Economic Crisis – Concept, causes, consequences and examples

We explain what an economic crisis is, its characteristics and the causes of this phase. Also, its consequences and some examples.

Economic crisis
An economic crisis has effects such as economic recession, contraction, and depression.

What is an economic crisis?

By economic crisis we understand a certain phase of an economic cycle that is characterized by having negative effects, such as the economic recession, contraction or depression, which means that the flow of money begins to be scarce.

The economic crises are a frequent phenomenon of contemporary societies, especially those belonging to the so-called Third World, whose industrial and economic bases are not always very solid or depend on the market price of the raw material for export, for example.

In any case, in today’s interconnected world, the global economy often experiences fluctuations and stumbles in the face of unforeseen events or regional failures that destabilize the financial system as a whole.

This can occur in various magnitudes and it usually causes social, patrimonial and even political damage, since it is an important source of unrest in the populations, especially when it is fought with unpopular thrifty measures.

Types of economic crisis

According to its triggering nature, it is possible to speak of various types of economic crisis, such as:

  • Agrarian crisis. Caused by climatic fluctuations and other phenomena that affect the performance of agricultural production, reducing the amount of food produced to meet constant demand.
  • Supply crisis. Those that are consequences of unforeseen events that cut the distribution chain, such as natural disasters, prolonged strikes or border closures.
  • Supply crisis. Those in which the supply of a good or service is insufficient to satisfy current demand, causing an excessive increase in its price, which immediately affects the economic capacity of consumers, who must sacrifice other things to continue consuming. Energy crises are usually of this type.
  • Demand crisis. Caused by excess supply or a fall in demand, which unbalances the economic cycle and causes a fall in replacement costs for sellers and producers.

Characteristics of an economic crisis

Economic crises are characterized by the operating drawbacks of the economic system for a long time, negatively affecting the quality of life and other social and political areas.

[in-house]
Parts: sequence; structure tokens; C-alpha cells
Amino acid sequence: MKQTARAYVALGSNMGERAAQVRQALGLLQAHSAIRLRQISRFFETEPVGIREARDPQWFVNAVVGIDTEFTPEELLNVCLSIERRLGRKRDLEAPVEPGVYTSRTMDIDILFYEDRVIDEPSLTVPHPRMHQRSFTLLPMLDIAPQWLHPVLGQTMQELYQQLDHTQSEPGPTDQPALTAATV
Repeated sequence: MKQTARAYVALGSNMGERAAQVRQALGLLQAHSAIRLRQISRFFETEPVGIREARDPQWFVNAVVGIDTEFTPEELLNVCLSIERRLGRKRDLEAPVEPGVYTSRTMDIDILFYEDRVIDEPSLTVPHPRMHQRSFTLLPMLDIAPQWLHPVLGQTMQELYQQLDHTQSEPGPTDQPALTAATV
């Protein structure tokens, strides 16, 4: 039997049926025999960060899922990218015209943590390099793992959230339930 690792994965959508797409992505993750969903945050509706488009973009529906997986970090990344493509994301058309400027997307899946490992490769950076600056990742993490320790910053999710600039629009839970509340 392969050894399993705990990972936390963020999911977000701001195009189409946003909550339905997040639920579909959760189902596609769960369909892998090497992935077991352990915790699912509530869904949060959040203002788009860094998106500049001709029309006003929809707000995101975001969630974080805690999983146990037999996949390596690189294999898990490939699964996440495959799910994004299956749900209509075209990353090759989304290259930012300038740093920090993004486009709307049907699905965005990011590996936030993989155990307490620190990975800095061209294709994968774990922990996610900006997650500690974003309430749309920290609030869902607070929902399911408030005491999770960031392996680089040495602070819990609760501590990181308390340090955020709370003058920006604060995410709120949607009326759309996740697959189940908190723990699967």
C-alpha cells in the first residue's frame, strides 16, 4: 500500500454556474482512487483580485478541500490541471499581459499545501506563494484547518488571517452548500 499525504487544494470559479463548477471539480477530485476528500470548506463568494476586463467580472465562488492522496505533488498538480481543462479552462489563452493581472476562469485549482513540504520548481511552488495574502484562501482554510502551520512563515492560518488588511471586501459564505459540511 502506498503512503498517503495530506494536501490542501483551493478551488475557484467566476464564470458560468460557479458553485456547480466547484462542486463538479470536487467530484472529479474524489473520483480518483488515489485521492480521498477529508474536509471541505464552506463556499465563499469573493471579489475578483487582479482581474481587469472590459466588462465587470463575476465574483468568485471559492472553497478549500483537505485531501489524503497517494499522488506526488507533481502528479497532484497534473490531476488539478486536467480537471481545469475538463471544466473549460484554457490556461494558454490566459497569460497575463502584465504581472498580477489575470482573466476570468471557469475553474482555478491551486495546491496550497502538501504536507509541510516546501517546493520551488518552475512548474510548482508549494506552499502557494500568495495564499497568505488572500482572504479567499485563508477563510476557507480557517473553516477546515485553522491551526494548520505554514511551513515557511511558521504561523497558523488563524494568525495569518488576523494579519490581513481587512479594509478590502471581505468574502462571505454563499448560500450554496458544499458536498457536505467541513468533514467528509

In addition, they have two important characteristics: instability in the markets, which makes it difficult to predict the direction to follow and therefore untimely, risky actions, which may well contribute even more to the crisis; and on the other hand, the eventual transmission of said instability of a certain sector or geography (isolated) to the rest of the systems or at least to the surrounding ones (centered), in case of being too prolonged in time.

Causes of an economic crisis

Economic crisis
One cause of economic crisis can be fluctuations in prices.

Among the most common causes of economic crises are:

  • Bad economic policies. The faulty or erroneous application of economic policies by governments can light the fuse of a local economic crisis.
  • Natural, social or political catastrophes. Like earthquakes, revolutions or wars, which interrupt normal economic performance and alter the type of existing demand.
  • Fluctuations in the price of raw materials. As is the case with oil, whose fluctuations have a direct impact on consuming countries and on producers as well, sometimes abruptly alternating periods of bonanza with those of recession.

Consequences of an economic crisis

The consequences of economic crises are always negative and tend to be the following:

  • Economic slowdown, contraction or depression. Depending on the severity of the crisis, the economy can slow down, recede, or sink deep, then taking years to regain stability.
  • Social impact. The crisis often jeopardizes social and cultural plans, leading to adjustments and reducing the quality of life of the population.
  • Political impact. The crisis confronts it with highly unpopular rate cuts and increases, leading to protests and strikes that can politically destabilize entire countries.
  • Poverty. The crises affect mainly the weakest socioeconomically, increasing poverty and in some cases leading to misery.

Economic crisis of 1929

In the year 1929 there was a great global economic crisis that became known as the Crisis of 29 or the Great Depression. This originated in the United States, as a result of the fall in bonds on the Wall Street stock market known as the “Crac of 29” or “Black Tuesday”, and which quickly spread to all countries of the world, causing a drop in national income, tax revenues, business profits and prices in general.

This resulted in an increase in unemployment by 25% in the United States and in some countries by 33%, in addition to a decrease in international trade from 50 to 66%.

Other examples of economic crisis

Examples of economic crisis abound, for example:

  • The oil crisis of the 70s. As a result of the instability in oil prices, there was a world economic impact between 1973-74 and 1978-79.
  • The crisis in Spain in 1993. As a consequence of the implementation of economic measures that did not include the country‘s own cycles, everything was bet on a temporary bonanza and the cycle brought with it the deficit.
  • The crisis in Chavista Venezuela. As a result of poor economic planning for a decade and a half, the once rich South American country has faced a growing shortage of food products and unstoppable hyperinflation since around 2013.